Drew Angerer/Getty Images

Implausible Witness Testimony Lead to Wrongful Conviction

By Stephanie Don

BROOKLYN – In 1997, an individual fired his gun into an apartment, killing one and leaving four others unharmed. After receiving information that identified Nelson Lewis, a pseudonym for the defendant, as the shooter and Lewis’ signed confession, Lewis was convicted of Second Degree Murder.

After serving more than 17 years in prison, Brooklyn District Attorney Eric Gonzalez and his office’s Conviction Review Unit (CRU) found that a key witness’s testimony was provably false and recommended that Lewis’ conviction be vacated.

Victims reported that a single gunman fired a gun through a door of an apartment with five individuals inside, killing one victim. Detectives soon received information that Lewis was the shooter and that his target was two men who had robbed him during a dice game.

Lewis agreed to speak with the police on the way to the precinct, and said he was with his family in Manhattan at the time of the shooting. However, once at the Brooklyn police station, Lewis signed a confession saying that he was playing dice near the apartment building where the victim was killed.

Lewis’ wife later said that detectives coerced Lewis into signing a false statement. The CRU was unable to determine how reliable Lewis’ statement was, coerced or not, and found that it “only had a slight impact on the outcome” of Lewis’ trial.

One of the victims claimed to have seen Lewis approach through the Plexiglas window of the apartment door, but did not see a gun and did not witness the man shoot a gun. The CRU deemed this aspect of the victim’s testimony to be inconsistent, as it was unclear if the victim had seen Lewis before or if anyone else was outside of the apartment at the time. Additionally, a crime scene photo showed that there was low visibility through the Plexiglas window.

A second witness claimed to have seen the dice-game robbery and the shooting. The witness provided the information while in custody for a separate alleged robbery and was in custody for five months after the shooting. This witness was ultimately not prosecuted for the alleged robbery.

The witness testified at Lewis’ trial that she had seen the alleged dice-game robber and saw Lewis the afternoon of the shooting. However, her account of the shooting changed over time and was implausible in several aspects.

First, the witness claimed to have seen the start of the shooting while she was outside her apartment. Then, she ran 200 feet back to her apartment and saw Lewis still shooting through an apartment window.

Considering the shooting lasted only 10 seconds at most, it is unlikely that the witness was able to run 200 feet after the shooting began and view the ending of the shooting within her apartment. Also, the witness did not have any windows in her apartment that faced the shooting.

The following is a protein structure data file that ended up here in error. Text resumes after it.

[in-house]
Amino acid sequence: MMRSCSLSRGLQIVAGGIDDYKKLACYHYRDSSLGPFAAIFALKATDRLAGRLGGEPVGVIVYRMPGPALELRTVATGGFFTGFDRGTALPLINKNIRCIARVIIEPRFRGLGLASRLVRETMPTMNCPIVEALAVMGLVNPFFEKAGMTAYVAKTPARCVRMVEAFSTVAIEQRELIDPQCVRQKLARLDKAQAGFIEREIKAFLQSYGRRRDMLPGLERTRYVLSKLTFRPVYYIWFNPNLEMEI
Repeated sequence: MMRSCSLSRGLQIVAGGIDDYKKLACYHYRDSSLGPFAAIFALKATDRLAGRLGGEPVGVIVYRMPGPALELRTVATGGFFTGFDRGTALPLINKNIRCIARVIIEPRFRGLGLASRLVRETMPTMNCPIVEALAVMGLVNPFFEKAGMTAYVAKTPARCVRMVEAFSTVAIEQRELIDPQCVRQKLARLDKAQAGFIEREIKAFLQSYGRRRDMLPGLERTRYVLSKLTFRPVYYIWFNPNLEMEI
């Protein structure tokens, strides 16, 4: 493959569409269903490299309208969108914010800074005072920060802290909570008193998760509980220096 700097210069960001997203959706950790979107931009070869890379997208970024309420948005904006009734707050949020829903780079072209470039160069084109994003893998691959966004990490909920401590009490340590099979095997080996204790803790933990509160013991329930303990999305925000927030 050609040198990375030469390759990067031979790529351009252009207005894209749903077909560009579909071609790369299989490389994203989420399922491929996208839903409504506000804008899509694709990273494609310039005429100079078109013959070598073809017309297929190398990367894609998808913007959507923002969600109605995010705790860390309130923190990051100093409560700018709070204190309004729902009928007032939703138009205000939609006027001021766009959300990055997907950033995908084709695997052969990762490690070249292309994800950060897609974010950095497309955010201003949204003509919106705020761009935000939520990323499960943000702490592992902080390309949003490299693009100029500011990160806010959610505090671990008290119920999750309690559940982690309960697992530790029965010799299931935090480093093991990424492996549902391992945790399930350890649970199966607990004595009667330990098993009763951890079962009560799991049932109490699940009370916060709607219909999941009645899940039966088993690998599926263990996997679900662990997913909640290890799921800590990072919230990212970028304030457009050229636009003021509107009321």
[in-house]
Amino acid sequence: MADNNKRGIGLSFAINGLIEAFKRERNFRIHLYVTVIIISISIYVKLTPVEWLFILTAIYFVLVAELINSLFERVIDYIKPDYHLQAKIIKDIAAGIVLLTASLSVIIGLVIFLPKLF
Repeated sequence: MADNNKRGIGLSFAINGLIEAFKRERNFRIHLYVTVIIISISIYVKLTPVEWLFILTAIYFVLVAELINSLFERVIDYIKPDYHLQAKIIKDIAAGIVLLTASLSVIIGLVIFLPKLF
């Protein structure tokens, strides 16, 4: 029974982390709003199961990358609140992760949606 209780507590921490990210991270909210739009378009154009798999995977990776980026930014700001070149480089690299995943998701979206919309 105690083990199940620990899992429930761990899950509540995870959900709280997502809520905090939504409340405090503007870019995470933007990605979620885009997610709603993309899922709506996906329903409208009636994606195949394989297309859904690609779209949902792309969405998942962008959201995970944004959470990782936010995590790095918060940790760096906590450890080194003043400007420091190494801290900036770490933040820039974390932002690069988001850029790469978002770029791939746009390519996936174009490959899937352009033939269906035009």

The CRU also found that even if the witness’s apartment had windows facing the shooting, “any view would have been from 300 feet during a stormy, rainy night and with obstructions in the way.”

Second, the CRU determined the witness’s account to be provably false, as the witness was incarcerated during the period she had claimed to witness the dice-game robbery and the shooting.

Although a diagram was used to illustrate the witness’s testimony and the court instructed that the diagram “could not be relied upon for distances,” these physical implausibilities were never explicitly shown to the jury during Lewis’ trial.

Lewis’ defense counsel admitted he had not been to the street himself, and the prosecutor said he had only been “on the block.” Therefore, neither counsel was able to determine if the physical aspect of the witness’s testimony was plausible.

Additionally, the CRU identified “potential motivations for the witness to provide false testimony against the defendant.” The witness did not come forward with information on the dice-game robbery or shooting until five months after the shooting, during which time when she had been arrested for a separate alleged robbery.

The CRU found that the delay in coming forward with information to be “a factor against her reliability,” but did not find evidence that the witness had been offered a quid pro quo, although she was not charged for her alleged robbery.

Furthermore, the witness had been arrested one day before the shooting, meaning she was in custody during the alleged dice-game robbery and the shooting. This witness was the only source of information about the dice-game robbery, which served as Lewis’ supposed motive for the shooting.

Because the witness could not have witnessed the dice game or shooting, it could not be proven that the dice-game robbery was a motive for the shooting.

Ultimately, the overwhelming implausibility of the witness’s account of the dice game and shooting led to the CRU’s recommendation that Lewis be exonerated. Lewis’ case was included in Brooklyn District Attorney Eric Gonzalez’s report with the goal of preventing wrongful convictions in the future.

To sign up for our new newsletter – Everyday Injustice –

Enter the maximum amount you want to pay each month
Sign up for

About The Author

The Vanguard Court Watch operates in Yolo, Sacramento and Sacramento Counties with a mission to monitor and report on court cases. Anyone interested in interning at the Courthouse or volunteering to monitor cases should contact the Vanguard at info(at)davisvanguard(dot)org - please email info(at)davisvanguard(dot)org if you find inaccuracies in this report.

Related posts

Leave a Reply

X Close

Newsletter Sign-Up

X Close

Monthly Subscriber Sign-Up

Enter the maximum amount you want to pay each month
Sign up for